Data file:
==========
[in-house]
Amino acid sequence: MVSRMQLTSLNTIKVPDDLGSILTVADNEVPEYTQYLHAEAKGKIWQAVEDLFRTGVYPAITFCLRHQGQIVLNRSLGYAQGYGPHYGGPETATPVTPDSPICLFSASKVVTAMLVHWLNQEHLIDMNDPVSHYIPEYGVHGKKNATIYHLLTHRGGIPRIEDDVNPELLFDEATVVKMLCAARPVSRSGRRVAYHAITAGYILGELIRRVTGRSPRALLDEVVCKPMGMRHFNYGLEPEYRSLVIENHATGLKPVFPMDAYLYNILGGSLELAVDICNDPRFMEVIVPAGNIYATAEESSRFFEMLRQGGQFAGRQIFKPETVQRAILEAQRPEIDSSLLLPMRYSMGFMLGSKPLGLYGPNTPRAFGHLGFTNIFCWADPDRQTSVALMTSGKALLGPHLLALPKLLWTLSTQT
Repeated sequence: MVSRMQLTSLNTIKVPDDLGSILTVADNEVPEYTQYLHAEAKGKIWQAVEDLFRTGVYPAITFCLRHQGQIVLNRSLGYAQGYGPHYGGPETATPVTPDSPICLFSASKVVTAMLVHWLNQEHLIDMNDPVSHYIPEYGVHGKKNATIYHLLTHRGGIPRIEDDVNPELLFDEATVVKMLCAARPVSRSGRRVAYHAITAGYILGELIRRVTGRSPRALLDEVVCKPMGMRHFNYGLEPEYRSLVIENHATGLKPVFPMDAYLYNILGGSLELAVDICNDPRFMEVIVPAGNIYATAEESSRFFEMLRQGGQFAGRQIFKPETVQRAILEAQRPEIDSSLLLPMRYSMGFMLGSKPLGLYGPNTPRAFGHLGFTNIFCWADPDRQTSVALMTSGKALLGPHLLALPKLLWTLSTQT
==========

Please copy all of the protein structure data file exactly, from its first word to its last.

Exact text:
[in-house]
Amino acid sequence: MVSRMQLTSLNTIKVPDDLGSILTVADNEVPEYTQYLHAEAKGKIWQAVEDLFRTGVYPAITFCLRHQGQIVLNRSLGYAQGYGPHYGGPETATPVTPDSPICLFSASKVVTAMLVHWLNQEHLIDMNDPVSHYIPEYGVHGKKNATIYHLLTHRGGIPRIEDDVNPELLFDEATVVKMLCAARPVSRSGRRVAYHAITAGYILGELIRRVTGRSPRALLDEVVCKPMGMRHFNYGLEPEYRSLVIENHATGLKPVFPMDAYLYNILGGSLELAVDICNDPRFMEVIVPAGNIYATAEESSRFFEMLRQGGQFAGRQIFKPETVQRAILEAQRPEIDSSLLLPMRYSMGFMLGSKPLGLYGPNTPRAFGHLGFTNIFCWADPDRQTSVALMTSGKALLGPHLLALPKLLWTLSTQT
Repeated sequence: MVSRMQLTSLNTIKVPDDLGSILTVADNEVPEYTQYLHAEAKGKIWQAVEDLFRTGVYPAITFCLRHQGQIVLNRSLGYAQGYGPHYGGPETATPVTPDSPICLFSASKVVTAMLVHWLNQEHLIDMNDPVSHYIPEYGVHGKKNATIYHLLTHRGGIPRIEDDVNPELLFDEATVVKMLCAARPVSRSGRRVAYHAITAGYILGELIRRVTGRSPRALLDEVVCKPMGMRHFNYGLEPEYRSLVIENHATGLKPVFPMDAYLYNILGGSLELAVDICNDPRFMEVIVPAGNIYATAEESSRFFEMLRQGGQFAGRQIFKPETVQRAILEAQRPEIDSSLLLPMRYSMGFMLGSKPLGLYGPNTPRAFGHLGFTNIFCWADPDRQTSVALMTSGKALLGPHLLALPKLLWTLSTQT